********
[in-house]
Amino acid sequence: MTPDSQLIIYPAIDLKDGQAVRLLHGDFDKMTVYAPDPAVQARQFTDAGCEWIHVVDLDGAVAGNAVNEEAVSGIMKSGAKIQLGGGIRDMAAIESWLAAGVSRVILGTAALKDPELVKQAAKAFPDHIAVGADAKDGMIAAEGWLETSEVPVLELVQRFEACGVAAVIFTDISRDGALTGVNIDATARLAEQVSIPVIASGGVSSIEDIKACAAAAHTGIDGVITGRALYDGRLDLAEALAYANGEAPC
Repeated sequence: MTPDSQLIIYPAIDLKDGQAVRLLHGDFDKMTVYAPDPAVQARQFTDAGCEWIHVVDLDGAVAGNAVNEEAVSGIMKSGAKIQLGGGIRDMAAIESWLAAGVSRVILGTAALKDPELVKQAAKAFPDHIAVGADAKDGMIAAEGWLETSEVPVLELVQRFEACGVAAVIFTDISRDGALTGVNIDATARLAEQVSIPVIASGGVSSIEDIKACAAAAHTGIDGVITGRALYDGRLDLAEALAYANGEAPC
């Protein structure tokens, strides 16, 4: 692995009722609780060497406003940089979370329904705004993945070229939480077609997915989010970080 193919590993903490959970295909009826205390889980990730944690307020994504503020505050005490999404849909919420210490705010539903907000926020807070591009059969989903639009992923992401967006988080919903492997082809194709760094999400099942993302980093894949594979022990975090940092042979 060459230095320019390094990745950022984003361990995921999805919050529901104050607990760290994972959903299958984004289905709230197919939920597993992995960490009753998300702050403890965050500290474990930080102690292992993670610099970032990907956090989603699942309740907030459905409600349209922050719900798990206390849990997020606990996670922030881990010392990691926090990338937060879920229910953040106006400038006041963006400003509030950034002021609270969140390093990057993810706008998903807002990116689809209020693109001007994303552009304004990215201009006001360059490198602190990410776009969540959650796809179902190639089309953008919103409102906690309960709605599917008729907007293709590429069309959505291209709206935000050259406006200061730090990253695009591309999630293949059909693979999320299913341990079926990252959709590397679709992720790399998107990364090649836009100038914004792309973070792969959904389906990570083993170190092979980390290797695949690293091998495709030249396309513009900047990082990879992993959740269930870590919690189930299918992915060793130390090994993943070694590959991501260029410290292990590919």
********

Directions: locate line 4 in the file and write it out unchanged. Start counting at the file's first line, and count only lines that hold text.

């Protein structure tokens, strides 16, 4: 692995009722609780060497406003940089979370329904705004993945070229939480077609997915989010970080 193919590993903490959970295909009826205390889980990730944690307020994504503020505050005490999404849909919420210490705010539903907000926020807070591009059969989903639009992923992401967006988080919903492997082809194709760094999400099942993302980093894949594979022990975090940092042979 060459230095320019390094990745950022984003361990995921999805919050529901104050607990760290994972959903299958984004289905709230197919939920597993992995960490009753998300702050403890965050500290474990930080102690292992993670610099970032990907956090989603699942309740907030459905409600349209922050719900798990206390849990997020606990996670922030881990010392990691926090990338937060879920229910953040106006400038006041963006400003509030950034002021609270969140390093990057993810706008998903807002990116689809209020693109001007994303552009304004990215201009006001360059490198602190990410776009969540959650796809179902190639089309953008919103409102906690309960709605599917008729907007293709590429069309959505291209709206935000050259406006200061730090990253695009591309999630293949059909693979999320299913341990079926990252959709590397679709992720790399998107990364090649836009100038914004792309973070792969959904389906990570083993170190092979980390290797695949690293091998495709030249396309513009900047990082990879992993959740269930870590919690189930299918992915060793130390090994993943070694590959991501260029410290292990590919």